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Types Of Bonds

Corporate Bonds
A company can issue bonds just as it can issue stock. Large corporations have a lot
of flexibility as to how much debt they can issue: the limit is whatever the market
will bear. Generally, a short-term corporate bond has a maturity of less than five
years, intermediate is five to 12 years and long term is more than 12 years.
Corporate bonds are characterized by higher yields because there is a higher risk of
a company defaulting than a government. The upside is that they can also be the
most rewarding fixed-income investments because of the risk the investor must
take on. The company's credit quality is very important: the higher the quality, the
lower the interest rate the investor receives.
Variations on corporate bonds include convertible bonds, which the holder can
convert into stock, and callable bonds, which allow the company to redeem an issue
prior to maturity.
Convertible Bonds
A convertible bond may be redeemed for a predetermined amount of the company's
equity at certain times during its life, usually at the discretion of the bondholder.
Convertibles are sometimes called "CVs."
Issuing convertible bonds is one way for a company to minimize negative investor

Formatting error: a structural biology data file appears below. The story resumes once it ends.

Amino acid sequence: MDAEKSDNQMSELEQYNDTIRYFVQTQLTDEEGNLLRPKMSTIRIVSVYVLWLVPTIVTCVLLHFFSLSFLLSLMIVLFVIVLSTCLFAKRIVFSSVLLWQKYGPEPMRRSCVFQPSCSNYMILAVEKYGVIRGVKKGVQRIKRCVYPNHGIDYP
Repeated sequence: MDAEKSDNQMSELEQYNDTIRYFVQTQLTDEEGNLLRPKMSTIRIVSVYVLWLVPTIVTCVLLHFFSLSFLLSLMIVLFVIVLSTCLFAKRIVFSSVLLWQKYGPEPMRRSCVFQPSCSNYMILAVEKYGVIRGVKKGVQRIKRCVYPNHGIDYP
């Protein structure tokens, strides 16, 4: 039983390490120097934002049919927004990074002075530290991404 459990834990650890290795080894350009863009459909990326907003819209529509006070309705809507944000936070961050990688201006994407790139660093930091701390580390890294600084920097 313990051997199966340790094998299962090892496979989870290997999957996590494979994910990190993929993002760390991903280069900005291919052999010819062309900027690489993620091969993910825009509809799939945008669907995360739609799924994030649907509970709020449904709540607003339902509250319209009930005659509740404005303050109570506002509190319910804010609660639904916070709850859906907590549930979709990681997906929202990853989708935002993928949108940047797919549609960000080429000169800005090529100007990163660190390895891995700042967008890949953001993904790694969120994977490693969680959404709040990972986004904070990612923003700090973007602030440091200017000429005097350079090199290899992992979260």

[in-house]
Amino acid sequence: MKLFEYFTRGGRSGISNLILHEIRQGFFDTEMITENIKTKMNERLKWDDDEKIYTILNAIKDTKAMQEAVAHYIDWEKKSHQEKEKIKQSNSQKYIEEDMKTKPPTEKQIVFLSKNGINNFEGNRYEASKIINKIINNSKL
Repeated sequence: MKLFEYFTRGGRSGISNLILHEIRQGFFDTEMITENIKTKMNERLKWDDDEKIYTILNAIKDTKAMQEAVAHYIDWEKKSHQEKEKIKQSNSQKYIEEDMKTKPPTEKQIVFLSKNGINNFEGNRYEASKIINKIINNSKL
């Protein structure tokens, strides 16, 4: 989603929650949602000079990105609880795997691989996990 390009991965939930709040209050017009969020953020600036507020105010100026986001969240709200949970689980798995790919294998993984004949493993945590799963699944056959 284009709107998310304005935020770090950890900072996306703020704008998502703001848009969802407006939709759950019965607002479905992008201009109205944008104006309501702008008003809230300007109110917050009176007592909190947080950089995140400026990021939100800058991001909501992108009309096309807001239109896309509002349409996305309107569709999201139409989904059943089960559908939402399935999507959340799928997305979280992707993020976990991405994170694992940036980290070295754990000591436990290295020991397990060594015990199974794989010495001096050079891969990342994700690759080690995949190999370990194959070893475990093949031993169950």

interpretation of its corporate actions. For example, if an already public company
chooses to issue stock, the market usually interprets this as a sign that the
company's share price is somewhat overvalued. To avoid this negative impression,
the company may choose to issue convertible bonds, which bondholders will likely
convert to equity should the company continue to do well.
From the investor's perspective, a convertible bond has a value-added component
built into it: it is essentially a bond with a stock option hidden inside. Thus, it tends
to offer a lower rate of return in exchange for the value of the option to trade the
bond into stock.
Callable Bonds
Callable bonds, also known as "redeemable bonds," can be redeemed by the issuer
prior to maturity. Usually a premium is paid to the bond owner when the bond is
The main cause of a call is a decline in interest rates. If interest rates have declined
since a company first issued the bonds, it will likely want to refinance this debt at a
lower rate. In this case, the company will call its current bonds and reissue new,
lower-interest bonds to save money.
Term Bonds
Term bonds are bonds from the same issue that share the same maturity dates.
Term bonds that have a call feature can be redeemed at an earlier date than the
other issued bonds. A call feature, or call provision, is an agreement that bond
issuers make with buyers. This agreement is called an "indenture," which is the
schedule and the price of redemptions, plus the maturity dates.
Some corporate and municipal bonds are examples of term bonds that have 10-year
call features. This means the issuer of the bond can redeem it at a predetermined
price at specific times before the bond matures.

A term bond is the opposite of a serial bond, which has various maturity schedules
at regular intervals until the issue is retired.